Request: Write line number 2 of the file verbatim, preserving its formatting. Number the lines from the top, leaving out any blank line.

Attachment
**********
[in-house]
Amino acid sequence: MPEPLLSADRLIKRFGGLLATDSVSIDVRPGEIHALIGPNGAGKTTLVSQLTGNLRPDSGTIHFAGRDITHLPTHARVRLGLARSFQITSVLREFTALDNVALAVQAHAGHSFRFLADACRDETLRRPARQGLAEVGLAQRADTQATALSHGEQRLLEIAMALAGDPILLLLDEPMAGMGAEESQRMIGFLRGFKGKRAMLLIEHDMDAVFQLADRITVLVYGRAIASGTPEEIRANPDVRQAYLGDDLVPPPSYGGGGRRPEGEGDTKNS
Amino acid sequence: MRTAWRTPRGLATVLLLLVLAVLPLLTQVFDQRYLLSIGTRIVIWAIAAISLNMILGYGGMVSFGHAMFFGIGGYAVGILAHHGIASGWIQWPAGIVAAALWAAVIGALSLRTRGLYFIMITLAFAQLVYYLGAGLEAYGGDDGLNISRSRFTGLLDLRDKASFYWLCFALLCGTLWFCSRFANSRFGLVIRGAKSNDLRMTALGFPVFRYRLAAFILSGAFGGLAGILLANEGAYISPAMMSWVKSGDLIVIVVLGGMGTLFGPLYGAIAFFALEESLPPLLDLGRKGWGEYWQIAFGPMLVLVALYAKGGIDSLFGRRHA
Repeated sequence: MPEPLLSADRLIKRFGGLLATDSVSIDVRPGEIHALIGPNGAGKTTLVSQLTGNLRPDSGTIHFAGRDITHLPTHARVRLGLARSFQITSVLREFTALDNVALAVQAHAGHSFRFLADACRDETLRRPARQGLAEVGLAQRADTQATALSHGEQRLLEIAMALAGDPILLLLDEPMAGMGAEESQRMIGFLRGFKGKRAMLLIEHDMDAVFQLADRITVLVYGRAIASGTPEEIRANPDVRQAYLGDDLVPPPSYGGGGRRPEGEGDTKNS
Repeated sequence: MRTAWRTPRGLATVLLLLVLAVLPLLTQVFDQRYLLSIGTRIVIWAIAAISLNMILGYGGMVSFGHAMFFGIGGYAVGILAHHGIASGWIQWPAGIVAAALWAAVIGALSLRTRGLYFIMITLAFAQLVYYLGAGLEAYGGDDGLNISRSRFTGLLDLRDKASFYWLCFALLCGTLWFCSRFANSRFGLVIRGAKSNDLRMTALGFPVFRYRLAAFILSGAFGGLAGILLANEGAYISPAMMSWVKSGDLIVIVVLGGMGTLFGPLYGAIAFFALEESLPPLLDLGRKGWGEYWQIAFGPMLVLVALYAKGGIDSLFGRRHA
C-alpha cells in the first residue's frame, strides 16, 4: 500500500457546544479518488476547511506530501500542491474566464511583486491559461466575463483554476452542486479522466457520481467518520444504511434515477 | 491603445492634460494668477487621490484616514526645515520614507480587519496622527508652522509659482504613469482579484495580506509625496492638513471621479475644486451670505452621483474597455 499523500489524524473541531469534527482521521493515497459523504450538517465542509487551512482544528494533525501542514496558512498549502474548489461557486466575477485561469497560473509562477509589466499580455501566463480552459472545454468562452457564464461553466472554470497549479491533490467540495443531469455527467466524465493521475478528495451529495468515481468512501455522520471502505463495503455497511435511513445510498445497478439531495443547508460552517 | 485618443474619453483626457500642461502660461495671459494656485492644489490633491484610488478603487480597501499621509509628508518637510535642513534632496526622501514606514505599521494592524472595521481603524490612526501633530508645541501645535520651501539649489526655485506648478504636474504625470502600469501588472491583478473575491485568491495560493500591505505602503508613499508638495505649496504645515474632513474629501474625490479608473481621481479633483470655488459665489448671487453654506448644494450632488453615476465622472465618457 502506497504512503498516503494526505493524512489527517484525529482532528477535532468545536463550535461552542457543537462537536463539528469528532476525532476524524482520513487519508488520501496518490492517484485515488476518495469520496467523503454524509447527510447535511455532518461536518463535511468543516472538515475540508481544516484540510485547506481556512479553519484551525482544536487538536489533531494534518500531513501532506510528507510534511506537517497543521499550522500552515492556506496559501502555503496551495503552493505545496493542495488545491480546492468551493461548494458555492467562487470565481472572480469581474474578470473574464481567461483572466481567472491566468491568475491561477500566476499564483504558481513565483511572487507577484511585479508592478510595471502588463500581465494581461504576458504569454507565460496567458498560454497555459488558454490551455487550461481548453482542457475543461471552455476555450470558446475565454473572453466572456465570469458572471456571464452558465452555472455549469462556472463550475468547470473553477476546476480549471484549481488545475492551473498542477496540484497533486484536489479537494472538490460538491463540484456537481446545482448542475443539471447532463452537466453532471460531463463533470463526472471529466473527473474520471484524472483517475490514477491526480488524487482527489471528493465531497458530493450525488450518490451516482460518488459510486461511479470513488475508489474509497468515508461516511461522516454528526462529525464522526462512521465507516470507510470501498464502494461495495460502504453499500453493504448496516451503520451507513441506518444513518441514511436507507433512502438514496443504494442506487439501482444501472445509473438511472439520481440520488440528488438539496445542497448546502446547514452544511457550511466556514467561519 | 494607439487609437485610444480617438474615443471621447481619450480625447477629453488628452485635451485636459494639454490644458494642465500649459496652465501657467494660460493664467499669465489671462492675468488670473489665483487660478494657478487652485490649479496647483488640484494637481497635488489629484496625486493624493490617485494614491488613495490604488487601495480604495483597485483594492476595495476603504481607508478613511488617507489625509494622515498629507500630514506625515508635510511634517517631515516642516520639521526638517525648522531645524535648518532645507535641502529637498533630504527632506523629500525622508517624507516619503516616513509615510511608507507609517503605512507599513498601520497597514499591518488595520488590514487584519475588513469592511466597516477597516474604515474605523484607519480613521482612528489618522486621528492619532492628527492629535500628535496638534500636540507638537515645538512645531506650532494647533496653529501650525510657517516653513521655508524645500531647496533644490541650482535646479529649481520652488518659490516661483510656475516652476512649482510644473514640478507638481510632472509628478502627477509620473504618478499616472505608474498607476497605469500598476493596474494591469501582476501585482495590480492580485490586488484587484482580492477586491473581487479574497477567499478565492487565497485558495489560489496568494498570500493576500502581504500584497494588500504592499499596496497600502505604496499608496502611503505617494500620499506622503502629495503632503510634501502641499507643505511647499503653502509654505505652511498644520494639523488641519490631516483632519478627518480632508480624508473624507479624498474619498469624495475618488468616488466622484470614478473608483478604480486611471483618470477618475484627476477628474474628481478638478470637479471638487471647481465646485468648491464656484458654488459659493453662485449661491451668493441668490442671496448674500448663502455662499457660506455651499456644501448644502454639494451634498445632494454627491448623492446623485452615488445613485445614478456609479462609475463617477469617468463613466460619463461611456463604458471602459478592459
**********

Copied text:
Amino acid sequence: MPEPLLSADRLIKRFGGLLATDSVSIDVRPGEIHALIGPNGAGKTTLVSQLTGNLRPDSGTIHFAGRDITHLPTHARVRLGLARSFQITSVLREFTALDNVALAVQAHAGHSFRFLADACRDETLRRPARQGLAEVGLAQRADTQATALSHGEQRLLEIAMALAGDPILLLLDEPMAGMGAEESQRMIGFLRGFKGKRAMLLIEHDMDAVFQLADRITVLVYGRAIASGTPEEIRANPDVRQAYLGDDLVPPPSYGGGGRRPEGEGDTKNS